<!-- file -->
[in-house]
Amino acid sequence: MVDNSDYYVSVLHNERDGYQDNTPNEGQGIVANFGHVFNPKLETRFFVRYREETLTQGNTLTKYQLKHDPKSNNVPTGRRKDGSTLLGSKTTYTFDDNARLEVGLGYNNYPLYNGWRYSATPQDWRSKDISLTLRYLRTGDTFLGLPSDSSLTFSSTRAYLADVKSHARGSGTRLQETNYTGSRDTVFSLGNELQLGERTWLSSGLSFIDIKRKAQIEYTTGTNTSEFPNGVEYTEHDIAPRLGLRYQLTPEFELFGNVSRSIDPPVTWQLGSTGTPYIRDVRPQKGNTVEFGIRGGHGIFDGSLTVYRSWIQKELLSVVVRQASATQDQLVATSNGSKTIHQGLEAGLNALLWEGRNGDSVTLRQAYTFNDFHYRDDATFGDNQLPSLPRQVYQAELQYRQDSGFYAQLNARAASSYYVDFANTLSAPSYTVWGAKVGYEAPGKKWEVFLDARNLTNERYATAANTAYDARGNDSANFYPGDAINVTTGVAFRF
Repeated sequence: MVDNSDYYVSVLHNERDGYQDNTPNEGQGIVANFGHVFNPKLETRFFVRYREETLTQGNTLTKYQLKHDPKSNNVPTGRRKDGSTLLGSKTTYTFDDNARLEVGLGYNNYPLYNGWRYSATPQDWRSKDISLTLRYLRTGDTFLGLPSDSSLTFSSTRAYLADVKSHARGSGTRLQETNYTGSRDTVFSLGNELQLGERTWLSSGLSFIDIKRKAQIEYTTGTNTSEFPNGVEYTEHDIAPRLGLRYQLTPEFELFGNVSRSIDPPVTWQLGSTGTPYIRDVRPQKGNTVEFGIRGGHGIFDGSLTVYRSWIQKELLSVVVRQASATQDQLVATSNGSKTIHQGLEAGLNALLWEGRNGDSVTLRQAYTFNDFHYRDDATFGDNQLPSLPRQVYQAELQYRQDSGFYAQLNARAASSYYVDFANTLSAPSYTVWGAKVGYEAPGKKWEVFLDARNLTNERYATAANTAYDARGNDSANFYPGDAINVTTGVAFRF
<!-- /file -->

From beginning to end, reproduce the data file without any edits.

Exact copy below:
[in-house]
Amino acid sequence: MVDNSDYYVSVLHNERDGYQDNTPNEGQGIVANFGHVFNPKLETRFFVRYREETLTQGNTLTKYQLKHDPKSNNVPTGRRKDGSTLLGSKTTYTFDDNARLEVGLGYNNYPLYNGWRYSATPQDWRSKDISLTLRYLRTGDTFLGLPSDSSLTFSSTRAYLADVKSHARGSGTRLQETNYTGSRDTVFSLGNELQLGERTWLSSGLSFIDIKRKAQIEYTTGTNTSEFPNGVEYTEHDIAPRLGLRYQLTPEFELFGNVSRSIDPPVTWQLGSTGTPYIRDVRPQKGNTVEFGIRGGHGIFDGSLTVYRSWIQKELLSVVVRQASATQDQLVATSNGSKTIHQGLEAGLNALLWEGRNGDSVTLRQAYTFNDFHYRDDATFGDNQLPSLPRQVYQAELQYRQDSGFYAQLNARAASSYYVDFANTLSAPSYTVWGAKVGYEAPGKKWEVFLDARNLTNERYATAANTAYDARGNDSANFYPGDAINVTTGVAFRF
Repeated sequence: MVDNSDYYVSVLHNERDGYQDNTPNEGQGIVANFGHVFNPKLETRFFVRYREETLTQGNTLTKYQLKHDPKSNNVPTGRRKDGSTLLGSKTTYTFDDNARLEVGLGYNNYPLYNGWRYSATPQDWRSKDISLTLRYLRTGDTFLGLPSDSSLTFSSTRAYLADVKSHARGSGTRLQETNYTGSRDTVFSLGNELQLGERTWLSSGLSFIDIKRKAQIEYTTGTNTSEFPNGVEYTEHDIAPRLGLRYQLTPEFELFGNVSRSIDPPVTWQLGSTGTPYIRDVRPQKGNTVEFGIRGGHGIFDGSLTVYRSWIQKELLSVVVRQASATQDQLVATSNGSKTIHQGLEAGLNALLWEGRNGDSVTLRQAYTFNDFHYRDDATFGDNQLPSLPRQVYQAELQYRQDSGFYAQLNARAASSYYVDFANTLSAPSYTVWGAKVGYEAPGKKWEVFLDARNLTNERYATAANTAYDARGNDSANFYPGDAINVTTGVAFRF